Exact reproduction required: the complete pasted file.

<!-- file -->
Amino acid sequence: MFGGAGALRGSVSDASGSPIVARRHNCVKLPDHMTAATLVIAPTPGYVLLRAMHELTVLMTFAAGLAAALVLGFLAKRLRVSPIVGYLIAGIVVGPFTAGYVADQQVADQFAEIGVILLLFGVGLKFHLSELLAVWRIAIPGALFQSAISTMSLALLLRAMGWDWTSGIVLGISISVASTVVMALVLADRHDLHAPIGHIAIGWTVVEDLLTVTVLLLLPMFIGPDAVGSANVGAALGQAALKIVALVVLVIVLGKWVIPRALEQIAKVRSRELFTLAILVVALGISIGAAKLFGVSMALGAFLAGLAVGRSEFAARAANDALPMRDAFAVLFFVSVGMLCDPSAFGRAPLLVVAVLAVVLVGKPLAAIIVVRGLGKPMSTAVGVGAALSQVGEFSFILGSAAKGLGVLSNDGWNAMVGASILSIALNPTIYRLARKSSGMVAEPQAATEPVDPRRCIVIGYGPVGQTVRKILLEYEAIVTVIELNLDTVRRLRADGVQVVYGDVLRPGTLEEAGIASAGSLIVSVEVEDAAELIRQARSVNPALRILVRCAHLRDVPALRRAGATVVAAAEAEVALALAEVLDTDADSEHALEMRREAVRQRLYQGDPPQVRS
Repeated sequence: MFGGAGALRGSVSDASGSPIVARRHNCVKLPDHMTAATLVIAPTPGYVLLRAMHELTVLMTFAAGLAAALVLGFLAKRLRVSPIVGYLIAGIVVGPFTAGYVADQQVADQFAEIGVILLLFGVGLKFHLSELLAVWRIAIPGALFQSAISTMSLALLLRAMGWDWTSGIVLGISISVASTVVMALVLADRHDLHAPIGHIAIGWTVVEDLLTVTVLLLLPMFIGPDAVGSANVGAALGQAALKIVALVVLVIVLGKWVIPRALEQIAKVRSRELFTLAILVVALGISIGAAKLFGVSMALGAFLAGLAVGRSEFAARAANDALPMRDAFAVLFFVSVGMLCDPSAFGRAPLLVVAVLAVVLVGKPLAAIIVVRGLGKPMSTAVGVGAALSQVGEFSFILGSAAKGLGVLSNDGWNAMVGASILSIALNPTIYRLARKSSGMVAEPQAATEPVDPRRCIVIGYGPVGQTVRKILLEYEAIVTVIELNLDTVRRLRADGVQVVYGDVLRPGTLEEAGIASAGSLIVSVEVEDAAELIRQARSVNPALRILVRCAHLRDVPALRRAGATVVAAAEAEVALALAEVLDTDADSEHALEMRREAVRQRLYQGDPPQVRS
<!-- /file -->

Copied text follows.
Amino acid sequence: MFGGAGALRGSVSDASGSPIVARRHNCVKLPDHMTAATLVIAPTPGYVLLRAMHELTVLMTFAAGLAAALVLGFLAKRLRVSPIVGYLIAGIVVGPFTAGYVADQQVADQFAEIGVILLLFGVGLKFHLSELLAVWRIAIPGALFQSAISTMSLALLLRAMGWDWTSGIVLGISISVASTVVMALVLADRHDLHAPIGHIAIGWTVVEDLLTVTVLLLLPMFIGPDAVGSANVGAALGQAALKIVALVVLVIVLGKWVIPRALEQIAKVRSRELFTLAILVVALGISIGAAKLFGVSMALGAFLAGLAVGRSEFAARAANDALPMRDAFAVLFFVSVGMLCDPSAFGRAPLLVVAVLAVVLVGKPLAAIIVVRGLGKPMSTAVGVGAALSQVGEFSFILGSAAKGLGVLSNDGWNAMVGASILSIALNPTIYRLARKSSGMVAEPQAATEPVDPRRCIVIGYGPVGQTVRKILLEYEAIVTVIELNLDTVRRLRADGVQVVYGDVLRPGTLEEAGIASAGSLIVSVEVEDAAELIRQARSVNPALRILVRCAHLRDVPALRRAGATVVAAAEAEVALALAEVLDTDADSEHALEMRREAVRQRLYQGDPPQVRS
Repeated sequence: MFGGAGALRGSVSDASGSPIVARRHNCVKLPDHMTAATLVIAPTPGYVLLRAMHELTVLMTFAAGLAAALVLGFLAKRLRVSPIVGYLIAGIVVGPFTAGYVADQQVADQFAEIGVILLLFGVGLKFHLSELLAVWRIAIPGALFQSAISTMSLALLLRAMGWDWTSGIVLGISISVASTVVMALVLADRHDLHAPIGHIAIGWTVVEDLLTVTVLLLLPMFIGPDAVGSANVGAALGQAALKIVALVVLVIVLGKWVIPRALEQIAKVRSRELFTLAILVVALGISIGAAKLFGVSMALGAFLAGLAVGRSEFAARAANDALPMRDAFAVLFFVSVGMLCDPSAFGRAPLLVVAVLAVVLVGKPLAAIIVVRGLGKPMSTAVGVGAALSQVGEFSFILGSAAKGLGVLSNDGWNAMVGASILSIALNPTIYRLARKSSGMVAEPQAATEPVDPRRCIVIGYGPVGQTVRKILLEYEAIVTVIELNLDTVRRLRADGVQVVYGDVLRPGTLEEAGIASAGSLIVSVEVEDAAELIRQARSVNPALRILVRCAHLRDVPALRRAGATVVAAAEAEVALALAEVLDTDADSEHALEMRREAVRQRLYQGDPPQVRS